Mitt Romney, a candidate who appears to many as a kind of caricature of Republicans (which is not entirely out if line with his storied past as a recovering progressive), is not far-right enough, according to some Tea Party groups. And he’d better get in step!
While Romney caucuses with the right on issues such as gay marriage, the birth control debate, Bush-era tax cuts and abortion, he’s still a bit too liberal for Tea Party tastes. According to ABC, the Tea Party — “emboldened” by a recent surprise win against an established opponent in Texas — are hoping to force Mitt even further to the right as the election approaches.
Andrea Shell is a spokeswoman for Tea Party group FreedomWorks, and Shell says:
“These [recently elected candidates from the Tea Party] are going to force Romney to the right… That is our entire mission.”
The group is not known for bipartisan compromise, and Shell explains that the group plans to apply pressure to Romney should he be elected:
“If we can elect a really conservative House and Senate that will force Romney to go along with our bold conservative agenda… He’s going to have to really, really go to the right. He’ll be working with guys in the House and Senate. He won’t be able to get away with too many middle of the road policies, especially on things like the deficit.”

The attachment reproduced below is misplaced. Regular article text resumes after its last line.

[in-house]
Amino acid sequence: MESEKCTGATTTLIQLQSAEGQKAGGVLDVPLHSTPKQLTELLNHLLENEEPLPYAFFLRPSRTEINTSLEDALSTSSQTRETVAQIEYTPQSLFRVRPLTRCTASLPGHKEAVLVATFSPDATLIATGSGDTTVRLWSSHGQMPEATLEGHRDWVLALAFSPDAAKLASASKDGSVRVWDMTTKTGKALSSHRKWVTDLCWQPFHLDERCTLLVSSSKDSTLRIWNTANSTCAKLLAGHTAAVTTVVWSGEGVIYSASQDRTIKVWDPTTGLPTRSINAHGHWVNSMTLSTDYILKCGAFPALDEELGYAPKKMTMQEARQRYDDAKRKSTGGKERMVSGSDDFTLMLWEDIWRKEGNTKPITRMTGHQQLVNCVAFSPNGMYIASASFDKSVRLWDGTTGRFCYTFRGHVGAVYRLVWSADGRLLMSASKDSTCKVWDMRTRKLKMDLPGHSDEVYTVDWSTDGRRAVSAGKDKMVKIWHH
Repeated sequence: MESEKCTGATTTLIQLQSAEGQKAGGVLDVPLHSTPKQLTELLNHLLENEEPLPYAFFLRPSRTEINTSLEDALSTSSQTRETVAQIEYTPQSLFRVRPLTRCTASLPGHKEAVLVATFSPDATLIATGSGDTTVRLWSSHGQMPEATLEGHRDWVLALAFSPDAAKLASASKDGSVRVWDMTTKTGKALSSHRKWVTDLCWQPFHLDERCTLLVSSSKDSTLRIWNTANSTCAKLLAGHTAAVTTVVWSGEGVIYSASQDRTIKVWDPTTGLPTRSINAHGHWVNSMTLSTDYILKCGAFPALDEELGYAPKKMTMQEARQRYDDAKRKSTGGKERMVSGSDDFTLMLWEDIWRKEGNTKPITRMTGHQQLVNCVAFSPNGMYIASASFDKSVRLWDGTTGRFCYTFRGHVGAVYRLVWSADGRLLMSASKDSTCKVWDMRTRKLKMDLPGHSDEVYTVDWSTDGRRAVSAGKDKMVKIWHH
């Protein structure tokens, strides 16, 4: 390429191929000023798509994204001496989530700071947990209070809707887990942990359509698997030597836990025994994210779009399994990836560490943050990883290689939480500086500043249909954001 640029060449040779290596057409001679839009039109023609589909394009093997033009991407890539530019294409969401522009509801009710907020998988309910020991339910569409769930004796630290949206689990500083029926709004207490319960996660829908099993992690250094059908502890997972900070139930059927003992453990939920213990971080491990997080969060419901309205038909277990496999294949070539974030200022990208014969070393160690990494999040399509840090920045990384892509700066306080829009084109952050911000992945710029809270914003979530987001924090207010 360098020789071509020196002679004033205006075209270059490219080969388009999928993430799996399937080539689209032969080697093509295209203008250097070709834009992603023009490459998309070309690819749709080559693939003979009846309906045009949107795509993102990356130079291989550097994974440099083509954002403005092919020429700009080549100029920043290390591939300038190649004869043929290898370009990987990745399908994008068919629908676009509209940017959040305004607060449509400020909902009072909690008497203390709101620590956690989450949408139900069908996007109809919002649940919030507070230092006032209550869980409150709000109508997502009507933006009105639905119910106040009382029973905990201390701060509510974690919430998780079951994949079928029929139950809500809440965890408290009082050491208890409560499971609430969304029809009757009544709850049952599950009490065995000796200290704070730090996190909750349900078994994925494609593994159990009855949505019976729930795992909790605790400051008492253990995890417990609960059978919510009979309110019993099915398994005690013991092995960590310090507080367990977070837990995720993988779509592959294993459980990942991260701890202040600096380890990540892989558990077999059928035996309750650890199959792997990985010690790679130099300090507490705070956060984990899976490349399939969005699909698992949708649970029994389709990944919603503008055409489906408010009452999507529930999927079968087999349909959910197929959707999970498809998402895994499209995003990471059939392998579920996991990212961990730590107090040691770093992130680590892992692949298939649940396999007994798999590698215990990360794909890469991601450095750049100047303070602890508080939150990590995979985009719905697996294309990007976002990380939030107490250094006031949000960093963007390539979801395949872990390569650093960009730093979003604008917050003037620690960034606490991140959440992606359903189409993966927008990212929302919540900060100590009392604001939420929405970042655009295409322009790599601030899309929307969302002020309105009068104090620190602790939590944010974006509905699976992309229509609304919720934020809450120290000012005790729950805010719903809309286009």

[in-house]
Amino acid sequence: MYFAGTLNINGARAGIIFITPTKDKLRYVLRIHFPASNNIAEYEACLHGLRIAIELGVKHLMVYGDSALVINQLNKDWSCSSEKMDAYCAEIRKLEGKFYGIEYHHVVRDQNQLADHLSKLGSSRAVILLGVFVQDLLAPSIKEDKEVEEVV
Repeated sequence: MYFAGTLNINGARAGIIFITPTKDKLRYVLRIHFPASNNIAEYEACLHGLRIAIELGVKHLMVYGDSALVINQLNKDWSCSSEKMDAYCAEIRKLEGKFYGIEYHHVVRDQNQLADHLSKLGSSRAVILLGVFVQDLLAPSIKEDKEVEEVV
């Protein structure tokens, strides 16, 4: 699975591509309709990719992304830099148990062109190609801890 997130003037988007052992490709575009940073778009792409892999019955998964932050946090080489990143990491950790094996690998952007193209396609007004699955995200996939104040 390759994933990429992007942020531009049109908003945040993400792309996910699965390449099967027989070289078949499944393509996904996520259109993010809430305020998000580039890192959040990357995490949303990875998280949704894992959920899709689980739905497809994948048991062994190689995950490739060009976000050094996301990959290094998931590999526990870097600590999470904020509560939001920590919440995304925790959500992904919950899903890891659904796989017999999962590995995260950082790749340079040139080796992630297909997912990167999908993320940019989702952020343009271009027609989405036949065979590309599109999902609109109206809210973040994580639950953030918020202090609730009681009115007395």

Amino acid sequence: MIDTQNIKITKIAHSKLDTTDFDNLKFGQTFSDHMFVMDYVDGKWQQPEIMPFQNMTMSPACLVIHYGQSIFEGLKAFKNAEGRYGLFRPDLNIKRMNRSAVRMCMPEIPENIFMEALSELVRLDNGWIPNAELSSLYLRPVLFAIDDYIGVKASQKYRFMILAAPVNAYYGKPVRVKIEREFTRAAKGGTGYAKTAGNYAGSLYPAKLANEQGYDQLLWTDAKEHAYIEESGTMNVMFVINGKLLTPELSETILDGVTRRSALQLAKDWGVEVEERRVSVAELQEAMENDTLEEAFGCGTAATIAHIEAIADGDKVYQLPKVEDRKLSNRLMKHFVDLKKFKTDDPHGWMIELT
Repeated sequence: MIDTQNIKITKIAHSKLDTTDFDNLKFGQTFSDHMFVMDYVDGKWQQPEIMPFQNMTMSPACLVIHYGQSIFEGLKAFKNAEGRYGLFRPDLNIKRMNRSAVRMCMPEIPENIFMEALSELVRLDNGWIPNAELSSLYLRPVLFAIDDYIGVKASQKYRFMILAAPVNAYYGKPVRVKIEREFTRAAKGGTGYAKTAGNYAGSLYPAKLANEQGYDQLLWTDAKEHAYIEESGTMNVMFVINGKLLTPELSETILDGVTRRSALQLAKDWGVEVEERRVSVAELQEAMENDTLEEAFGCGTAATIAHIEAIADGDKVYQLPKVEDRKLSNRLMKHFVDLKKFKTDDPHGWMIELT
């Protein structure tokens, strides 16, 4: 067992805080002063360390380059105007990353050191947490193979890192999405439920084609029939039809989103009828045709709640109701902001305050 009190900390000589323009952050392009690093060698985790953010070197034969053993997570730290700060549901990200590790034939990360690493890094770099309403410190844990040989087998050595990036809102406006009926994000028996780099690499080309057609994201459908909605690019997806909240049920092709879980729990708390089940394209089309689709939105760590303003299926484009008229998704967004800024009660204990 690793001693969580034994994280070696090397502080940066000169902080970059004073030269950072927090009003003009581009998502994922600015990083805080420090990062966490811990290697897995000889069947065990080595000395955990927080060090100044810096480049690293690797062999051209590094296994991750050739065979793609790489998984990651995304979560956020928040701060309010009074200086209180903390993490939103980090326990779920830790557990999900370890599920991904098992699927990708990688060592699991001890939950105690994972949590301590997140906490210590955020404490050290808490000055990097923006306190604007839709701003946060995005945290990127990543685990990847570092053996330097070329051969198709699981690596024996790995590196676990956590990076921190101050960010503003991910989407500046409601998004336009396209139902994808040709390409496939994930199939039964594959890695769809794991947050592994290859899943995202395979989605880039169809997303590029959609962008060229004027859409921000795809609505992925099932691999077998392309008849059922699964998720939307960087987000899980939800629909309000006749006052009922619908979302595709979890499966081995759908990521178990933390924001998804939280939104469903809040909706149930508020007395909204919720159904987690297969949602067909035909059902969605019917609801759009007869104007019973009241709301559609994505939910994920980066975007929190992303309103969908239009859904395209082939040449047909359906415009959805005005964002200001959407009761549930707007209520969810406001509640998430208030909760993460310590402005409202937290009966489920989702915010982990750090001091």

It seems Republicans in general may be viewing Romney as a tool for the party and little else, and the news organization refers to recent comments Norman Orenstein, a researcher at the conservative think tank AEI made to ABC:
“It’s not going to be a Romney driven presidency… It’s going to be a Congressional, conservative, Republican driven presidency from Congress.”
But the Tea Party may not have to push too far to get Romney on board, says former adversary Newt Gingrich. Gingrich explains that the agendas of the Tea Party and Mitt Romney are nearly identical, and that the former will probably be pleased with Romney’s promised plan to move forward:
“If the Tea Party says it wants Romney to move right, I think, that’s were Romney is going anyway,” Newt Gingrich, former House speaker and presidential candidate, told ABCNews.com.
“Romney has endorsed the Ryan budget plan, opposed tax increases, and indicated he supports the full repeal of Obamacare. That’s a pretty activist opening day… You have to think of Romney as having a foot in the Tea Party and a foot in the establishment… that’s right where the Republicans want him.”
FreedomWorks, the group that expressed a wish to “force” Romney to the right, has been linked in the past with controversial conservative donors the Koch brothers, and the group has come in for no small amount of criticism for “astroturfing” — a term that refers to a planted “grassroots” movement.